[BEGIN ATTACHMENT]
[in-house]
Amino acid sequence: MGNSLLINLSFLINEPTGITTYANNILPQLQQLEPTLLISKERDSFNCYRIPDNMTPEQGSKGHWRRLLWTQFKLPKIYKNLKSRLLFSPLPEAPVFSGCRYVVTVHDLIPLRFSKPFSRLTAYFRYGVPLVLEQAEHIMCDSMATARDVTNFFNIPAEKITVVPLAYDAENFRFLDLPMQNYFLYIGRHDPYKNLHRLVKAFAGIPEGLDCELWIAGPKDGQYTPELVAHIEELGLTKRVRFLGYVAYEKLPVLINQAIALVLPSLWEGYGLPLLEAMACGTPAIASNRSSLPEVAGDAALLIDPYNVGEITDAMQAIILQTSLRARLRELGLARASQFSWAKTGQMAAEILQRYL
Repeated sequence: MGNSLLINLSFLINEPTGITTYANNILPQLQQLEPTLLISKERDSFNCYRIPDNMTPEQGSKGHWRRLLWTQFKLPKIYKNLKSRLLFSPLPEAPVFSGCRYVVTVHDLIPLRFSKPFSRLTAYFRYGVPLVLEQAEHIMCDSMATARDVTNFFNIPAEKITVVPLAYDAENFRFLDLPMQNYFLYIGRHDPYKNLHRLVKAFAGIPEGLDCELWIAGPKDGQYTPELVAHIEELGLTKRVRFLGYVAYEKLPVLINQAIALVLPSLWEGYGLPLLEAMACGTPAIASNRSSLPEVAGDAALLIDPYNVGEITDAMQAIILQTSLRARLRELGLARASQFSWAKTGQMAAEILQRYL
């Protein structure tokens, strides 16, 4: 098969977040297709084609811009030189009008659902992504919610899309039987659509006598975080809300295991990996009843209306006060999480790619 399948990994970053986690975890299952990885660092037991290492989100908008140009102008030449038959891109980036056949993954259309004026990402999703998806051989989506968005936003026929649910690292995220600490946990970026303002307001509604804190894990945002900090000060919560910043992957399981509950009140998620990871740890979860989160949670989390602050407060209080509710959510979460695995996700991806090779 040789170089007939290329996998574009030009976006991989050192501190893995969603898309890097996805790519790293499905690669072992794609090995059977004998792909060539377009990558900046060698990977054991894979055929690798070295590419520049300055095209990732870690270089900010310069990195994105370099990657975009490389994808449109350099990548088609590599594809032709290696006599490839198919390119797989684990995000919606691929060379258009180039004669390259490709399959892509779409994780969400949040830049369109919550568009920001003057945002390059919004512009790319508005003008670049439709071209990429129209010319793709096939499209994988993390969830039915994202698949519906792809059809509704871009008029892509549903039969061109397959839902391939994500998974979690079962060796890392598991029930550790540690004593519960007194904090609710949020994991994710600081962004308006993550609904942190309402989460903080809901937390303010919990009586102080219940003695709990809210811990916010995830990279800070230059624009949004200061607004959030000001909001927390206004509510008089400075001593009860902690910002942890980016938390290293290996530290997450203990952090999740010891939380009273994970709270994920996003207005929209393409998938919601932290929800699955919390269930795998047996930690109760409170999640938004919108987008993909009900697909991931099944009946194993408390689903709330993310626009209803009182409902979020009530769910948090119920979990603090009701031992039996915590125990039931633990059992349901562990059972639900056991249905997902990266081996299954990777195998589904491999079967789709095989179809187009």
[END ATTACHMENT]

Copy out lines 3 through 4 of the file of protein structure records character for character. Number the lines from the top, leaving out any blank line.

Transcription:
Repeated sequence: MGNSLLINLSFLINEPTGITTYANNILPQLQQLEPTLLISKERDSFNCYRIPDNMTPEQGSKGHWRRLLWTQFKLPKIYKNLKSRLLFSPLPEAPVFSGCRYVVTVHDLIPLRFSKPFSRLTAYFRYGVPLVLEQAEHIMCDSMATARDVTNFFNIPAEKITVVPLAYDAENFRFLDLPMQNYFLYIGRHDPYKNLHRLVKAFAGIPEGLDCELWIAGPKDGQYTPELVAHIEELGLTKRVRFLGYVAYEKLPVLINQAIALVLPSLWEGYGLPLLEAMACGTPAIASNRSSLPEVAGDAALLIDPYNVGEITDAMQAIILQTSLRARLRELGLARASQFSWAKTGQMAAEILQRYL
């Protein structure tokens, strides 16, 4: 098969977040297709084609811009030189009008659902992504919610899309039987659509006598975080809300295991990996009843209306006060999480790619 399948990994970053986690975890299952990885660092037991290492989100908008140009102008030449038959891109980036056949993954259309004026990402999703998806051989989506968005936003026929649910690292995220600490946990970026303002307001509604804190894990945002900090000060919560910043992957399981509950009140998620990871740890979860989160949670989390602050407060209080509710959510979460695995996700991806090779 040789170089007939290329996998574009030009976006991989050192501190893995969603898309890097996805790519790293499905690669072992794609090995059977004998792909060539377009990558900046060698990977054991894979055929690798070295590419520049300055095209990732870690270089900010310069990195994105370099990657975009490389994808449109350099990548088609590599594809032709290696006599490839198919390119797989684990995000919606691929060379258009180039004669390259490709399959892509779409994780969400949040830049369109919550568009920001003057945002390059919004512009790319508005003008670049439709071209990429129209010319793709096939499209994988993390969830039915994202698949519906792809059809509704871009008029892509549903039969061109397959839902391939994500998974979690079962060796890392598991029930550790540690004593519960007194904090609710949020994991994710600081962004308006993550609904942190309402989460903080809901937390303010919990009586102080219940003695709990809210811990916010995830990279800070230059624009949004200061607004959030000001909001927390206004509510008089400075001593009860902690910002942890980016938390290293290996530290997450203990952090999740010891939380009273994970709270994920996003207005929209393409998938919601932290929800699955919390269930795998047996930690109760409170999640938004919108987008993909009900697909991931099944009946194993408390689903709330993310626009209803009182409902979020009530769910948090119920979990603090009701031992039996915590125990039931633990059992349901562990059972639900056991249905997902990266081996299954990777195998589904491999079967789709095989179809187009």